New Zealand Mudsnails
New Zealand Mudsnails
New Zealand mudsnails are very small (less than 0.25 inch) snails with 5 to 8 whorls. Their oval opening is on the right-side and its height is less than the height of the spire. Shell colors vary from gray and dark brown to light brown. There are three known clones within the United States. The clone from the Great Lakes exhibits a keel in the middle of each whorl.
New Zealand mudsnails occur amongst aquatic plants and prefer shallow areas in lakes or slow streams with silt and organic matter substrates, but tolerate high flow environments where it can burrow into the sediment. New Zealand mudsnails have been found in popular trout fishing destinations in the west and many tributaries to the Great Lakes. They have been documented in all of the Great Lakes, except Huron. In 2005, an established population was found in the St. Louis River estuary and the Duluth-Superior Harbor. In October 2013, New Zealand mudsnails were found in macroinvertebrate samples collected in December 2011 from Black Earth Creek, Dane County, Wisconsin.
How It Spreads
New Zealand mudsnails were likely introduced to the Great Lakes via ballast water discharge. In the western United States where they were likely introduced through fish stocking, they have spread via angling equipment and birds. They have been observed to pass through the gut of fish unscathed, indicating that fish themselves are capable of dispersing them. In the Great Lakes, this might be a viable means of them becoming established in tributaries as fish, such as salmon, move into interior waters. Inland sites close to population centers and blue ribbon fisheries have been vulnerable due to their heavy use by anglers. Once established in a river or stream, it has been estimated that the snails can move upstream on their own over 0.5 mile per year.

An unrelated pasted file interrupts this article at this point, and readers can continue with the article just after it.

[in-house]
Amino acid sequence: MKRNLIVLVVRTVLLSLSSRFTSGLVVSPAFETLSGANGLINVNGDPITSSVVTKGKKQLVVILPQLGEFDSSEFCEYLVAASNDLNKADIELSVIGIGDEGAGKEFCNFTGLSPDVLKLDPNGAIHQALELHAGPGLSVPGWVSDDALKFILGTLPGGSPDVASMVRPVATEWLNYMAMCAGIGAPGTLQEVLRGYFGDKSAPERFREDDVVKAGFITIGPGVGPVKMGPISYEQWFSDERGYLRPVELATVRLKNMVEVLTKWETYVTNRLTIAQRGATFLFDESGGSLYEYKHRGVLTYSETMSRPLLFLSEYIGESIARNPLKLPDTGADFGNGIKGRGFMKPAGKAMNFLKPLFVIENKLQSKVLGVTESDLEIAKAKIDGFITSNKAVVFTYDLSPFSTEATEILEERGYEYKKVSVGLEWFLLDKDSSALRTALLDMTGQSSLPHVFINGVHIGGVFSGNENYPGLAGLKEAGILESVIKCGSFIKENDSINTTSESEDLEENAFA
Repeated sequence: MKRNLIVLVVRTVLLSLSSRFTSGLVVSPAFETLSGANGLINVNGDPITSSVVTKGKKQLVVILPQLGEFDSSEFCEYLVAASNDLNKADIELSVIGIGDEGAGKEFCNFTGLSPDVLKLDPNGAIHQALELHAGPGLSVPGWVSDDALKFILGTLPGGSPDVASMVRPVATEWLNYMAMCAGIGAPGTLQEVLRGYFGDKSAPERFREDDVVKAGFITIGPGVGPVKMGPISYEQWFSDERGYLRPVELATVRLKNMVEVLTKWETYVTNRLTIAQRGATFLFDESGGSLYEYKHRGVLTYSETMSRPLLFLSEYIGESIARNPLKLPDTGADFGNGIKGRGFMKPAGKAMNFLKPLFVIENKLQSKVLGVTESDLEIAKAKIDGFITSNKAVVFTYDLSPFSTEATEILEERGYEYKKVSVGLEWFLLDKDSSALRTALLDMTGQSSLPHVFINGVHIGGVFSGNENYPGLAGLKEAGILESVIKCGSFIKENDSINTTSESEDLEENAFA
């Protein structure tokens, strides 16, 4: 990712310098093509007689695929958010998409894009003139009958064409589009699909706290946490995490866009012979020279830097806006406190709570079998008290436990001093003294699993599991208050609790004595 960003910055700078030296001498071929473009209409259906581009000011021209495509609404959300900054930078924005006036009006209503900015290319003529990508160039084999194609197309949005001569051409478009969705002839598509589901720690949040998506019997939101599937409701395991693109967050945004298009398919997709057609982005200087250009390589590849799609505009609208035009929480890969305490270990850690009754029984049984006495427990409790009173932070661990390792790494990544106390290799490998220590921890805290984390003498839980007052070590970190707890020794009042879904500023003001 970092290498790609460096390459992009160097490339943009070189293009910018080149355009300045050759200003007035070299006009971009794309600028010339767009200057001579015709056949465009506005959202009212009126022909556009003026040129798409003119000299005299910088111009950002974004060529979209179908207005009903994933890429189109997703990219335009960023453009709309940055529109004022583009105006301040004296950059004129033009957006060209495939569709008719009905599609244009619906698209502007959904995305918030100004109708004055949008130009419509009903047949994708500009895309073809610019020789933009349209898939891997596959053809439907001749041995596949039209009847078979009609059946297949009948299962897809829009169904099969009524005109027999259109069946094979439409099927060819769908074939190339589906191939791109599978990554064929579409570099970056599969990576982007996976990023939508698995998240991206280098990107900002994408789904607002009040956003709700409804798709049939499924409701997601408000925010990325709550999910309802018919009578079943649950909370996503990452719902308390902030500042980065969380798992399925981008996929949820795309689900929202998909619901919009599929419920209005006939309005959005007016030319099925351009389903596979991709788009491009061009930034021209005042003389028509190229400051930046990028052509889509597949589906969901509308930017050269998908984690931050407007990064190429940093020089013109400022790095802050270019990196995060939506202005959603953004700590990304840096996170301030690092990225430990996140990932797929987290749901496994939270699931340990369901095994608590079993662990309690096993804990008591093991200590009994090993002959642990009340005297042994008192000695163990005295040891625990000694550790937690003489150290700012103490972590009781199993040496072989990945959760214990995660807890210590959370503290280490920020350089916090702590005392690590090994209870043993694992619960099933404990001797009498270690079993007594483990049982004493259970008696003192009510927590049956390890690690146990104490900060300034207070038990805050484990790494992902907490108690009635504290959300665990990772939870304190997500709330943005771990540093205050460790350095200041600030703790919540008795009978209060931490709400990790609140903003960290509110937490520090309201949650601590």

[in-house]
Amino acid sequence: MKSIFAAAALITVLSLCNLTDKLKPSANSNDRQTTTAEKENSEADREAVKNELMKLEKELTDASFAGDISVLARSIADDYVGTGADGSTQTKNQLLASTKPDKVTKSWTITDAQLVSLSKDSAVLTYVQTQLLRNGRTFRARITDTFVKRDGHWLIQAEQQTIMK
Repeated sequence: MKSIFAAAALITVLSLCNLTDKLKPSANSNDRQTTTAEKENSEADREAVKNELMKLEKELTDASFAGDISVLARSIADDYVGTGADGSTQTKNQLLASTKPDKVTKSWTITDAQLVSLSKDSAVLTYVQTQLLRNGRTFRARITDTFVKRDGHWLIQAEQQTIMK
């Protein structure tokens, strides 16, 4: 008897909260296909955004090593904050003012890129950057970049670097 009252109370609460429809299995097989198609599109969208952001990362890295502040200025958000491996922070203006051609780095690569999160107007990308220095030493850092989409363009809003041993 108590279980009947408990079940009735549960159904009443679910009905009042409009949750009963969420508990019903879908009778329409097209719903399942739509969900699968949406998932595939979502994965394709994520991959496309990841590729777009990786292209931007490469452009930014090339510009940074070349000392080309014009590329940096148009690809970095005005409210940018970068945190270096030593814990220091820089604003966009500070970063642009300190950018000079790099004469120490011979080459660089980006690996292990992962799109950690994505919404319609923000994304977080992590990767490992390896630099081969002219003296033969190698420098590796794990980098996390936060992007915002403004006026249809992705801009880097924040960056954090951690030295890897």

Impacts to Rivers
Densities have reached over 500,000 individuals per square meter. A species as prolific as this has the potential to clog pipes at facilities drawing from infested waters. It also may compete for food and space occupied by native snails. It is suspected that they can alter primary production of streams impacting fisheries and native invertebrates.
United States Geological Survey Distribution Map